• A research framework and service delivery framework were developed to test key research questions.
research framework
Research Framework:

Involved key research questions:

  • Does FFE service delivery model enhance families’ access to established services?
  • What are the effects of the service delivery model on the quality of life of family, type of service accessed, and the level of satisfaction families feel toward the existing services?
  • What are the costs to service systems of each of the service delivery models over time?
  • What are the achievement outcomes of the children, and physical and psychosocial health outcomes of family members, over time, associated with each of these delivery models?
  • What are the role of problem solving skills, communication skills, and family connections to community on the intervention effects of four service delivery models, and how does this role change over time?
  • Do socio-demographic characteristics influence the family linkages to services and the outcomes in cost and health?
research approaches
Research Approaches:
  • FFE is a Randomized Control Trial (evidence based)
  • FFE sought a sample size of 1200 families
  • A Recreation Pilot was implemented and utilized to base some research decisions upon.
  • Recruitment Targets and Strategies.
participant eligibility
Participant Eligibility
  • Eligible families contacted by mail at random
  • Completely voluntary

To be eligible, families must:

    • have at least one child aged 0-12 years
    • be receiving Alberta Works Income Support and/or Alberta Child Health Benefit for the past six months
    • live in designated area: north-central and north-east Edmonton (This changed to city wide).
what does success look like
What Does Success Look Like?

Researchers will determine which approach most successfully achieves the following outcomes among participants in the project:

  • Increases appropriate access to existing social, health, and community services
  • Enhances physical and psycho-social health of the families
  • Increases attendance and achievement at school
  • Decreases the number of behavioural/emotional problems among children in the study
  • Increases self-reliance and enhances life management (e.g. grocery shopping, appropriate child care, etc.)
what does success look like continued
What Does Success Look Like? - Continued
  • Decreases use of emergency services (emergency medical services, hospital emergency, child welfare, police, etc.) and increases proactive use of health promotion services
  • Is most cost-effective by avoiding future costs or being cost-neutral, while achieving better results
  • Results in more efficient use of existing resources
  • Increases the ability of agencies and organizations to work together across sectors
test 4 service models
Test 4 Service “Models”
  • The Family Healthy Lifestyle Program: The family will continue to receive the same services they do now plus a family support coordinator helps the family solve problems and link to health, education, child care, and family support services in the community.
  • The Recreation Coordination Program: The family will continue to receive the same services they do now plus a recreation coordinator helps place the children (0-17 years) into recreational programs with some funding provided.
  • The Comprehensive Program: The family receives the same services they do now plus a combination of the Recreation and Family Healthy Lifestyle Program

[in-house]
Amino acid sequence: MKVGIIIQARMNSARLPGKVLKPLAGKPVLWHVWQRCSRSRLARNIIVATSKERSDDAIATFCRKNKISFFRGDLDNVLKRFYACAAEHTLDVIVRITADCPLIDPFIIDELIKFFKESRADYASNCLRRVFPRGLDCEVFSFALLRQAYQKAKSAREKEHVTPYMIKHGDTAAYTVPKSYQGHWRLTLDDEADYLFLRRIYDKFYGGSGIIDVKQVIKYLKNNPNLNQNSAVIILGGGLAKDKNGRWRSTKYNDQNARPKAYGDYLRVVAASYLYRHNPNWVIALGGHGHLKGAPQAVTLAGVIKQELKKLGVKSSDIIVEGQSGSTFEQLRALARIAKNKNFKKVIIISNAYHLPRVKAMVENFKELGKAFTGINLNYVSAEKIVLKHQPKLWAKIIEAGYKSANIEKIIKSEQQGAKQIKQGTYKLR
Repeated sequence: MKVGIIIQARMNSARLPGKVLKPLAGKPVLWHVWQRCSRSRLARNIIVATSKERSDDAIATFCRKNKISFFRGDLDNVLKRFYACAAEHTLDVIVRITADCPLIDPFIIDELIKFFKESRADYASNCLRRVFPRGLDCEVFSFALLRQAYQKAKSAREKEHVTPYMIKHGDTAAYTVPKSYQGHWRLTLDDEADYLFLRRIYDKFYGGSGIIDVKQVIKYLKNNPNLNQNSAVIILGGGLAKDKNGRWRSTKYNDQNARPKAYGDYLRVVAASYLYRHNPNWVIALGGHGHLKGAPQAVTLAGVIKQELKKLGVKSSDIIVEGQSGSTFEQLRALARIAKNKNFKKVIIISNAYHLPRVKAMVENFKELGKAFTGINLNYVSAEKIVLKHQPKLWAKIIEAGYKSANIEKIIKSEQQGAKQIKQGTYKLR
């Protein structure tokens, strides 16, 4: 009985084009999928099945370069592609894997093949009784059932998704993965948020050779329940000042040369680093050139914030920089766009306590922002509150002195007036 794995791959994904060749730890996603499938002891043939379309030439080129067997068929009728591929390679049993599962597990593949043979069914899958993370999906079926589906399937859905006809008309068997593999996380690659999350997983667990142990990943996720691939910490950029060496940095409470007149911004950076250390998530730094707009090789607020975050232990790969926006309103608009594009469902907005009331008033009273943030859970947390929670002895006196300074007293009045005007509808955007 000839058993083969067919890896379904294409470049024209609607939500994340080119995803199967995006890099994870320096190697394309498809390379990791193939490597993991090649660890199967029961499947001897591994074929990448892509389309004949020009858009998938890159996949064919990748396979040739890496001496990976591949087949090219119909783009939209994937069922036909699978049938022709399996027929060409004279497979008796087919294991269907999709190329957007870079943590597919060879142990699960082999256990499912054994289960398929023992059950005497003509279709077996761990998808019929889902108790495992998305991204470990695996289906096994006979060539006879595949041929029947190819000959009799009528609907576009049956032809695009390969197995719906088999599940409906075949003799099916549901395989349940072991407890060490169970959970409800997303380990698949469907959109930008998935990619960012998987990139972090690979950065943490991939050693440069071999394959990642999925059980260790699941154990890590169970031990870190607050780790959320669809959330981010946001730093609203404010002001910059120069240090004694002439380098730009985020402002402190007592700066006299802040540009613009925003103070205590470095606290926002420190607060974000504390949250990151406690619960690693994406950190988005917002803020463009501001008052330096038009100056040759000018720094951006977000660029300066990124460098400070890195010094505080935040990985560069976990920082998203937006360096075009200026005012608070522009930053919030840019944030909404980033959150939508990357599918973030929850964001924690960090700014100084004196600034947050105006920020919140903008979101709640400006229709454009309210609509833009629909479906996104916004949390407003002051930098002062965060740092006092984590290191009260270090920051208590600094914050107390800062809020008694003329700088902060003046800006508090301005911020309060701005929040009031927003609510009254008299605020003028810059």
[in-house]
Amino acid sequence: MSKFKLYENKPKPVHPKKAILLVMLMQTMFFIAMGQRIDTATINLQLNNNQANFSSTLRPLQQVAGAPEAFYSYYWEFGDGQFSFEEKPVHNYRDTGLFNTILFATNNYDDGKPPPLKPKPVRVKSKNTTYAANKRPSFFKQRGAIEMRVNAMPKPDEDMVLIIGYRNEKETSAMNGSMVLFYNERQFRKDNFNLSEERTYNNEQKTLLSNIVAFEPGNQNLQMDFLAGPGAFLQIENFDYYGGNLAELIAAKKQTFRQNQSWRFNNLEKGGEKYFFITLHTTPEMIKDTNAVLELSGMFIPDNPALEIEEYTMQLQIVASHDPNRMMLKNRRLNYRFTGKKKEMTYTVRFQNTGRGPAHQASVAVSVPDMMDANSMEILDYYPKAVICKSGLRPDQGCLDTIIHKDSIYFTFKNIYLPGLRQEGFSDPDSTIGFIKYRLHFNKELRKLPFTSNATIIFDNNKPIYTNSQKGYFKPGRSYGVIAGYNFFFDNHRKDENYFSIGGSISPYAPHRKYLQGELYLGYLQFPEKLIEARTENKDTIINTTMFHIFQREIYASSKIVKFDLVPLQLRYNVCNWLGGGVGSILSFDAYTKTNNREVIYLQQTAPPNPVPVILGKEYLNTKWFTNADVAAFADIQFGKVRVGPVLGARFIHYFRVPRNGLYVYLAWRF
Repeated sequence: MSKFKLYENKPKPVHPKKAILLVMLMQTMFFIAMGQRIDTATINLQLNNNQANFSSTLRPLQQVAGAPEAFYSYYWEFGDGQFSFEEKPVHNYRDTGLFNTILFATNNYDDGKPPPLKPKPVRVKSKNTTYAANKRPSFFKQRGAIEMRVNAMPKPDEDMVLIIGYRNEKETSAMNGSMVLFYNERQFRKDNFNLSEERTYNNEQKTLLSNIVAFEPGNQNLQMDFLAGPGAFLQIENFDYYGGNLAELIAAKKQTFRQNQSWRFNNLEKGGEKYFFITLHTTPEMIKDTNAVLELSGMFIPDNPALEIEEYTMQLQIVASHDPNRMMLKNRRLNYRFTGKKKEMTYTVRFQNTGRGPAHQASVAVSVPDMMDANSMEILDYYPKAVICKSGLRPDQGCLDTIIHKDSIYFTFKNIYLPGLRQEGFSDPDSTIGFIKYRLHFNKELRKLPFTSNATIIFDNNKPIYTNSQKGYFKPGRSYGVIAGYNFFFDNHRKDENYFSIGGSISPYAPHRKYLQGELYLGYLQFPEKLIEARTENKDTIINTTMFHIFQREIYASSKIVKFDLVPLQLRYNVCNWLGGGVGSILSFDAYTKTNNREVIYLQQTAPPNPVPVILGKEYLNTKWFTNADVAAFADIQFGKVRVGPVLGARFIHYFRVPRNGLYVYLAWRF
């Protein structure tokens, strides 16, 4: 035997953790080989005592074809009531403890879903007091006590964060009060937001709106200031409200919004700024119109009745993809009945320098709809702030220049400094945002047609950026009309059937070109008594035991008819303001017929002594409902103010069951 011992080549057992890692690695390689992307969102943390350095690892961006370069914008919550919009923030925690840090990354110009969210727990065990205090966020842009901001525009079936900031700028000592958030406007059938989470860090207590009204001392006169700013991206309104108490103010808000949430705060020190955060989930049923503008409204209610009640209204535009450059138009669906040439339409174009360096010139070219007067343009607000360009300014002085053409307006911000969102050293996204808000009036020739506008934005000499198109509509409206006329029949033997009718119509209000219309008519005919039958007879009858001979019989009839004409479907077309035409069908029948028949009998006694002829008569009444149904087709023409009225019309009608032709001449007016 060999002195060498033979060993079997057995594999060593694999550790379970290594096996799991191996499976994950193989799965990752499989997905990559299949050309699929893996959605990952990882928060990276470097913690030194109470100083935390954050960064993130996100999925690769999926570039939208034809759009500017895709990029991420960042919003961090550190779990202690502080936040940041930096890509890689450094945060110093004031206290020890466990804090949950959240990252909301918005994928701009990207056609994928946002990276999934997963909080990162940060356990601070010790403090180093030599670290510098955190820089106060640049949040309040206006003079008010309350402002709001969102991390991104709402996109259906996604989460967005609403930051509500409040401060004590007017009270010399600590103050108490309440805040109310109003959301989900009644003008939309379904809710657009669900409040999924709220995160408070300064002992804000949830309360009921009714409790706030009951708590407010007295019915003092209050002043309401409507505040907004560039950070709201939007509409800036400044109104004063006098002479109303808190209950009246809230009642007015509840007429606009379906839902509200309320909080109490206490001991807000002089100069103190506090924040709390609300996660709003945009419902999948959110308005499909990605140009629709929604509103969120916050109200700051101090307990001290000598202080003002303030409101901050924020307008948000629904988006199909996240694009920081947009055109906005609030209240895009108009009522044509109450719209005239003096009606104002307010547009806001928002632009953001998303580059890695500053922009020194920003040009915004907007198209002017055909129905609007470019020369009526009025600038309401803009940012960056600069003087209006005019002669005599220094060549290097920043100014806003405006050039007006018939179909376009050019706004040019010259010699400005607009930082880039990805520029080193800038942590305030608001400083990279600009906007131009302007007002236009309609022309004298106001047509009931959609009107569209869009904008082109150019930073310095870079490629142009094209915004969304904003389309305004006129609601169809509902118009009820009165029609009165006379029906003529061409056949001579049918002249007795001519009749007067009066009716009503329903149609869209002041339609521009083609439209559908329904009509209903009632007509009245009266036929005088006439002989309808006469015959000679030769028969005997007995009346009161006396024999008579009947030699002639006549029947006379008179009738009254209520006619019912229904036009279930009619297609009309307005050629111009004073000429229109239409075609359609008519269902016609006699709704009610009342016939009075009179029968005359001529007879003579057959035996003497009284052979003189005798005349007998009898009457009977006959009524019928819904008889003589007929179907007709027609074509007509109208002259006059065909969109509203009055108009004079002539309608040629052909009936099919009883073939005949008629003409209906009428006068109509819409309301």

test 4 service models continued
Test 4 Service “Models” - Continued
  • Self-Directed Group

The self-directed group will continue to access high quality services in the usual manner. Data will continue to be collected at intervals consistent with the other three groups.

The self-directed group will allow researchers to compare the delivery of the three service models to how services are delivered without them.

service provider
Service Provider

The YMCA is contracted to provide services to participating families.

The YMCA joined with the Multicultural Health Brokers Cooperative, KARA Family Resource Centre, and Bent Arrow Traditional Healing Society; to coordinate a comprehensive array of services to families involved with FFE. Together, they form “Families Matter Partnership Initiative.”

service delivery framework
Service Delivery Framework:
  • Named FMPI (Families Matter Partnership Initiative)
  • Separated from influences of research side.
  • Each program stream to be distinct.
  • All programs shared common practices.
  • 4 Practice Pillars in Common: family centred; culturally sensitive; capacity building, reflective practice.
ffe models assisted services
FFE models: assisted services

Models will enhance service integration and family capacity building


Family Healthy Lifestyle

  • 300 families
  • Rec. Assessment
  • Active outreach
  • (placements, follow-up
  • & funding)
  • Other needs self-directed
  • Recreation Coordinators
  • 300 families
  • Holistic Assessment
  • Supportive brokerage
  • (service-links & follow-up)
  • Recreation access not
  • funded
  • Family Support Coordinators


  • 300 families
  • Holistic Assessment
  • Services based on needs
  • Rec Assessment
  • Placements, follow-up &
  • funding
  • Family Support Coordinators
overview of service delivery framework deliverables
Overview of Service Delivery Framework & Deliverables

A collection of theories

and principles from

various sources:

service delivery deliverables common to each service stream
Service Delivery Deliverables – Common To Each Service Stream
  • Quick engagement of families
  • Family Assessment
  • Goal Setting/planning
  • Progress Reports/monitoring
  • Intervention Fidelity

Tier 2

(Emerging, Maintenance

& Self-Sufficient)

Tier 1

(Intense Engagement)

Tier 3

(Transition & Closure)


“I AM”


















Initial Initial

ContactAssessment  IPP

 Wrap Up

- 3 months to end

Family interacting interdependently or End of Research

(reasons for leaving program may vary)

 Implementation

- ie. Feedback from referring source